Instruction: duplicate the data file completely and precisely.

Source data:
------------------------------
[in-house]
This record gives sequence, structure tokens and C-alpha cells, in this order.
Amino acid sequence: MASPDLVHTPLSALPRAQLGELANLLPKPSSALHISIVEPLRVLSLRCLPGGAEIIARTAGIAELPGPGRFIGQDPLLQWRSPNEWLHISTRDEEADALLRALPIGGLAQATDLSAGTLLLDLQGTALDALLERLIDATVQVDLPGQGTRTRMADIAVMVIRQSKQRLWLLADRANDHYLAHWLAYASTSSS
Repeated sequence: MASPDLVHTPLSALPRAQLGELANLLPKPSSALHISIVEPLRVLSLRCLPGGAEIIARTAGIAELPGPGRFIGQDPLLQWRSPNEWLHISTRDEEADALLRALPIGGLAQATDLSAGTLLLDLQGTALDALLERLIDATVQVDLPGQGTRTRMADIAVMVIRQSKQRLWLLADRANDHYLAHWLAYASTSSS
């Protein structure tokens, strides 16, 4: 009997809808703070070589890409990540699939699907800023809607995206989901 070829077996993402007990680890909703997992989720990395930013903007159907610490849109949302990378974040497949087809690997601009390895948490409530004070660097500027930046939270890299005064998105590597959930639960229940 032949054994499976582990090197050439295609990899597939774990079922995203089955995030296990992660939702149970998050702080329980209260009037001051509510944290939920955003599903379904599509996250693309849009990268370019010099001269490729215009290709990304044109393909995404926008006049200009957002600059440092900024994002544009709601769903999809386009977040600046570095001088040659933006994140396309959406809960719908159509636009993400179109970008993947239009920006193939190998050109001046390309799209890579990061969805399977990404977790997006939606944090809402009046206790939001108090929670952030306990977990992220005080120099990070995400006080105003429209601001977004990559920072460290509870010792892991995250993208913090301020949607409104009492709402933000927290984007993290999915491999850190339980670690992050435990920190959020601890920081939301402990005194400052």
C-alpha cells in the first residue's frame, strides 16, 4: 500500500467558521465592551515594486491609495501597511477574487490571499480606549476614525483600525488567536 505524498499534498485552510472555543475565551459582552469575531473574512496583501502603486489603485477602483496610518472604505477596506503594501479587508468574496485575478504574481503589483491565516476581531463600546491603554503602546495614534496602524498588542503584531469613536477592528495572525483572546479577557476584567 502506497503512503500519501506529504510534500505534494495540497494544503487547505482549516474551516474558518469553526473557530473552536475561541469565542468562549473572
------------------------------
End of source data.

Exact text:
[in-house]
This record gives sequence, structure tokens and C-alpha cells, in this order.
Amino acid sequence: MASPDLVHTPLSALPRAQLGELANLLPKPSSALHISIVEPLRVLSLRCLPGGAEIIARTAGIAELPGPGRFIGQDPLLQWRSPNEWLHISTRDEEADALLRALPIGGLAQATDLSAGTLLLDLQGTALDALLERLIDATVQVDLPGQGTRTRMADIAVMVIRQSKQRLWLLADRANDHYLAHWLAYASTSSS
Repeated sequence: MASPDLVHTPLSALPRAQLGELANLLPKPSSALHISIVEPLRVLSLRCLPGGAEIIARTAGIAELPGPGRFIGQDPLLQWRSPNEWLHISTRDEEADALLRALPIGGLAQATDLSAGTLLLDLQGTALDALLERLIDATVQVDLPGQGTRTRMADIAVMVIRQSKQRLWLLADRANDHYLAHWLAYASTSSS
């Protein structure tokens, strides 16, 4: 009997809808703070070589890409990540699939699907800023809607995206989901 070829077996993402007990680890909703997992989720990395930013903007159907610490849109949302990378974040497949087809690997601009390895948490409530004070660097500027930046939270890299005064998105590597959930639960229940 032949054994499976582990090197050439295609990899597939774990079922995203089955995030296990992660939702149970998050702080329980209260009037001051509510944290939920955003599903379904599509996250693309849009990268370019010099001269490729215009290709990304044109393909995404926008006049200009957002600059440092900024994002544009709601769903999809386009977040600046570095001088040659933006994140396309959406809960719908159509636009993400179109970008993947239009920006193939190998050109001046390309799209890579990061969805399977990404977790997006939606944090809402009046206790939001108090929670952030306990977990992220005080120099990070995400006080105003429209601001977004990559920072460290509870010792892991995250993208913090301020949607409104009492709402933000927290984007993290999915491999850190339980670690992050435990920190959020601890920081939301402990005194400052």
C-alpha cells in the first residue's frame, strides 16, 4: 500500500467558521465592551515594486491609495501597511477574487490571499480606549476614525483600525488567536 505524498499534498485552510472555543475565551459582552469575531473574512496583501502603486489603485477602483496610518472604505477596506503594501479587508468574496485575478504574481503589483491565516476581531463600546491603554503602546495614534496602524498588542503584531469613536477592528495572525483572546479577557476584567 502506497503512503500519501506529504510534500505534494495540497494544503487547505482549516474551516474558518469553526473557530473552536475561541469565542468562549473572